Ice cream, old hymns; it must be heaven
Published 12:04 am Saturday, August 16, 2014
Peeping through my Venetian blind, I kept looking across to Covington Hall for Miss Cora. I had invited her over for some pear cobbler, served with vanilla ice cream, at my little teacart.
While I waited, I reviewed in my mind the news I wanted to share with her.
Our community was invited for Tuesday, August 5, to a sing-a-long of favorite hymns, sponsored by St. Mary’s Episcopal Church.
Presiding at the 6:30 p.m. singing was “Mother Cindy” Howard, rector of St. Mary’s.
Organist for the hour-long, informal sing was St. Mary’s choirmaster, John A. Beasley, former math instructor at the Andalusia High School. Beasley also plays at First Methodist Church and First Baptist Church., both on East Three-Notch Street.
Some 26 hymns, mostly old standards, were sung.
One was “I’ll Fly Away.”
Mother Cindy, who has a beautiful voice, said that she wants “I’ll Fly Away” sung at her funeral.
When I arrived, I was surprised to see Baptist hymnals available for the sing-a-long, along with music from the Episcopal Church, Church of Christ, Methodists, and Presbyterians. Pieces from the old Cokesbury hymnal and the old Broadman were also used.
I thought, “This is what Heaven must be like, people of different congregations, gathered to sing God’s praises.”
As we sang, tears filled my eyes and words caught in my throat.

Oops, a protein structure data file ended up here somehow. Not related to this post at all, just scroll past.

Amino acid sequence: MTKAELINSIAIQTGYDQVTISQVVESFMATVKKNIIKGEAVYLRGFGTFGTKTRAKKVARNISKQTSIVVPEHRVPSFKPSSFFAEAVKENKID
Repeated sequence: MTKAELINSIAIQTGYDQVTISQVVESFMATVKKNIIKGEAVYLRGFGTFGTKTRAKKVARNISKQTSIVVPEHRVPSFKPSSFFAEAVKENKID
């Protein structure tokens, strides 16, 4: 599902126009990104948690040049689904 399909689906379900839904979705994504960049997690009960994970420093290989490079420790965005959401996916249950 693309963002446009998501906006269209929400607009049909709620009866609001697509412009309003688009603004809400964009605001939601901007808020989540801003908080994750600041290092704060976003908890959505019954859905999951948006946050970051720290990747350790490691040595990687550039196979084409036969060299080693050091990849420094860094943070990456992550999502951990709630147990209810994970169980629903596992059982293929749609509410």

In my mind, moved by the beauty and memories of old hymns, I could see Ann (Long) Albritton, who loved music so, outlined against a window through which the afternoon sunlight flooded. I could see her husband, the ethereal William Albritton, outlined against stained glass. Oh, sweet hour of song! Sweet hour of song!
Afterwards, refreshments were served in the parish (fellowship) hall.
Congratulations to Abby C. Bracewell of Andalusia and Lauren Kay Donaldson of Opp. Both were recently graduated from the Cumberland School of Law of Samford University. Both earned a Juris Doctor in Law.
I have mentioned in a previous column that this past July four of our own went on a golf holiday in Scotland, Mike Wells, his son John, Steve Wiggins, and Richard Jones. I want to add a list of the impressive golf courses the men played – St. Andrews New (100 years old), Old (600 years old), Eden Courses, Carnoustie Championship, Royal Troon, Troon Portland, and Turnberry Ailsa. These names may not mean much to most readers, but they are top of the list!
The Covington Rifles Camp 1586 of the Sons of Confederate Veterans met August 7 in the Dixon Memorial of the Andalusia Public Library, along with local members of the United Daughters of the Confederacy. The SCV is the men’s division and the UDC is the women’s division of these two Confederate groups, dedicated to keeping the memories of their ancestors alive.
Randy “R” Kelley, the new SCV commander, presided for his first time, welcoming guests.
Jimmy Cobb led pledges to the flags.
Margie (Jacques) Thomasson, member of the UDC, played “Dixie” on the piano as all stood to sing.
John Allen Gantt reported that there is still one woman alive who is still drawing a Union pension from the Veterans Administration because of the War Between the States. Remarkable!
Commander Kelley recognized all SCV officers who served last year and those elected to serve this year.
One guest, Joe Clark, representing the SCV camp in Enterprise, donated 96 Confederate flags to the Covington Rifles Camp. Clark, who lives in Elba, is brigade (district) commander of the camps in Southeast Alabama as well as commander of the Coffee County Rangers Camp 911 in Enterprise.